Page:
Book Review: Blood At Noon


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It is not often that ordinary people get to tell their own war stories to the world. The rich, the educated can choose to write a personal account of their experiences during the war. But what about the ordinary man? Most times, their stories end up condensed, aggregated into lives of fictional characters. Nnaemeka has made sure that this is not the case for survivors of Afor-Umuohiagu market bombing. He boldly declares, “in the face of attempts to undermine the human and environmental catastrophe occasioned by the ugly event, this book endeavors to give the matter the seriousness it deserves by giving voice to some of those who were present at the scene at the time it happened, to their entire tale. This is so that posterity does not continue to wonder about the truth”.

Blood at Noon is a historical documentary of the Afor-Umuohiagu market bombing that took place during the Nigerian civil war in 1969. 47 years after the ill-fated war for the unity of Nigeria, Nnaemeka gives an account of an event that could be described as a war crime. The event described by Nnaemeka in Blood at Noon definitely shows the endangerment of protected people in a rural market and hospital. The book is arranged in six chapters. All inter-woven to the major theme of; the injustice of the bombing of a “safe haven” or “protected persons” by the Nigerian troops during the civil war.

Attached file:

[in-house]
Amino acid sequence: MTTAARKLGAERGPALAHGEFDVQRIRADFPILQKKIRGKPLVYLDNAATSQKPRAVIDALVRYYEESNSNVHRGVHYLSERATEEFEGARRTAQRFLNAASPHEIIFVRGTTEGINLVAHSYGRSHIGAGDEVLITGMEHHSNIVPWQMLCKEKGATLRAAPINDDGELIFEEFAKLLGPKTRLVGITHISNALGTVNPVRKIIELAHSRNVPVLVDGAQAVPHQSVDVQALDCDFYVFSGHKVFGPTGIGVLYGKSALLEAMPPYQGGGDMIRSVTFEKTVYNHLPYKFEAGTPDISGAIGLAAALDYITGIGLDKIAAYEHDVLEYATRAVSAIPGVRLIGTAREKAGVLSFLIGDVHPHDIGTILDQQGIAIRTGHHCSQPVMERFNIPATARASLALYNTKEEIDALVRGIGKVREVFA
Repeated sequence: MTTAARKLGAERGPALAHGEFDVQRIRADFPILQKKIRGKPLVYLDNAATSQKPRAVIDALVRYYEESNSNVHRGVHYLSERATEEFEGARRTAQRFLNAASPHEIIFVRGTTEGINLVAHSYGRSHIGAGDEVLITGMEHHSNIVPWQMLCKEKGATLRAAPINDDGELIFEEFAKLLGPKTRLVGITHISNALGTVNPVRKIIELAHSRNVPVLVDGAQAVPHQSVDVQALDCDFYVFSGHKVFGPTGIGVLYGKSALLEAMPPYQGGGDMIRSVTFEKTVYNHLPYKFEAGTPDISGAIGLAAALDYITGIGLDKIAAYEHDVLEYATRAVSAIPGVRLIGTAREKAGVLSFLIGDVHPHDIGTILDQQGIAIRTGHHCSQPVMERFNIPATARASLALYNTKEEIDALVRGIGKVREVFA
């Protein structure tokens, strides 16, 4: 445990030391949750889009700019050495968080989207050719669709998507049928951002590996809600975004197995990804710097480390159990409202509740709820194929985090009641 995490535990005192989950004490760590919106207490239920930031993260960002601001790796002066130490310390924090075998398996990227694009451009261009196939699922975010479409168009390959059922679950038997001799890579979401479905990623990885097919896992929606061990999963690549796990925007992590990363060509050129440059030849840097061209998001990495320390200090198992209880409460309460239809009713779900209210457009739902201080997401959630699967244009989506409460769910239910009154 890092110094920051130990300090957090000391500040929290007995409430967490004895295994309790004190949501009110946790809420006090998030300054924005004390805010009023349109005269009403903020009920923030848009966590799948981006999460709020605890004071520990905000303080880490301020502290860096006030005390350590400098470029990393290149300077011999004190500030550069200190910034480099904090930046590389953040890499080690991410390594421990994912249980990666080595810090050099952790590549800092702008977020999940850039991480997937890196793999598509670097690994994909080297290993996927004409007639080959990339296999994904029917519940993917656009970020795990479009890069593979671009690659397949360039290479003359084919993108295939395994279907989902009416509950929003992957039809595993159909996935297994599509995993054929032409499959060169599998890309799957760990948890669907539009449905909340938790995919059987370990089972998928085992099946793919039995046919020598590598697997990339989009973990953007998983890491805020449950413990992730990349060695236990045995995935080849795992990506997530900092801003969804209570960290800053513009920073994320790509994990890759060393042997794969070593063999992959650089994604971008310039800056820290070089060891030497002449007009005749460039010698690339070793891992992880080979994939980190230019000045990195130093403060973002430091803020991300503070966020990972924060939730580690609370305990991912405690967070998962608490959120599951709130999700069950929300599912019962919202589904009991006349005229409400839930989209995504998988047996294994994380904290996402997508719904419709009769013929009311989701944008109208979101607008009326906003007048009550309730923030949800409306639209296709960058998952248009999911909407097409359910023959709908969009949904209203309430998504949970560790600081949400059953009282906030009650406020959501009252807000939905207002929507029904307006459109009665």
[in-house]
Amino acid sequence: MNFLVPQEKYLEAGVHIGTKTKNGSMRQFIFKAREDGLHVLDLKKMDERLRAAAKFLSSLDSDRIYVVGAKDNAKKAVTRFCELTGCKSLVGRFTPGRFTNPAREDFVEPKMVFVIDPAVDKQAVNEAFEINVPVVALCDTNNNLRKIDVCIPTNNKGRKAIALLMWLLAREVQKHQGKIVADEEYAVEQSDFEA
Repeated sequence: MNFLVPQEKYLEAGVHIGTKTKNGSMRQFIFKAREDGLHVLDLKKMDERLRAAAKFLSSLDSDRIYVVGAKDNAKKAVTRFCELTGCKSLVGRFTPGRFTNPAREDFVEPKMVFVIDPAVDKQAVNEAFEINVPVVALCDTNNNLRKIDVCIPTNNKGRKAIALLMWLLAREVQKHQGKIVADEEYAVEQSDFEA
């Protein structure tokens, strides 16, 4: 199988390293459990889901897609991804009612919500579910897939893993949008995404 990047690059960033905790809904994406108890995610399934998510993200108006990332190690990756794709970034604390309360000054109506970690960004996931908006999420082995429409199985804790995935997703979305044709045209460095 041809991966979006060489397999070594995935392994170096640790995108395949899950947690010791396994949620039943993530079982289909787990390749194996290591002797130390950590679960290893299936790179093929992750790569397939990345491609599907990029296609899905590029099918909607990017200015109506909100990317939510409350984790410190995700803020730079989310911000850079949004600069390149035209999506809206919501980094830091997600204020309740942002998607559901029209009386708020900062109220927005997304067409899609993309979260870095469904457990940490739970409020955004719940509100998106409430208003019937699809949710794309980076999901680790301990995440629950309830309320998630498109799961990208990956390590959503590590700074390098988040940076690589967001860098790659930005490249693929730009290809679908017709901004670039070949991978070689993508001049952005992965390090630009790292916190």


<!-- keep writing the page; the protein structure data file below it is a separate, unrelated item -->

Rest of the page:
The Geneva Convention, Article 51 (1945) states that “any civilian enjoys general protection against dangers arising from military operations and forbids direct attacks on them as well as so-called indiscriminate attacks, which do not distinguish between civilians and combatants.” Chapter one is essentially a socio-cultural historic description of Umuohiagu community. The author talks about the life of the people but does not give concrete details of the socio-economic activities that take place in the community. The descriptions are intended to give readers an insight what the community life was before the war but does not do much justice to that.

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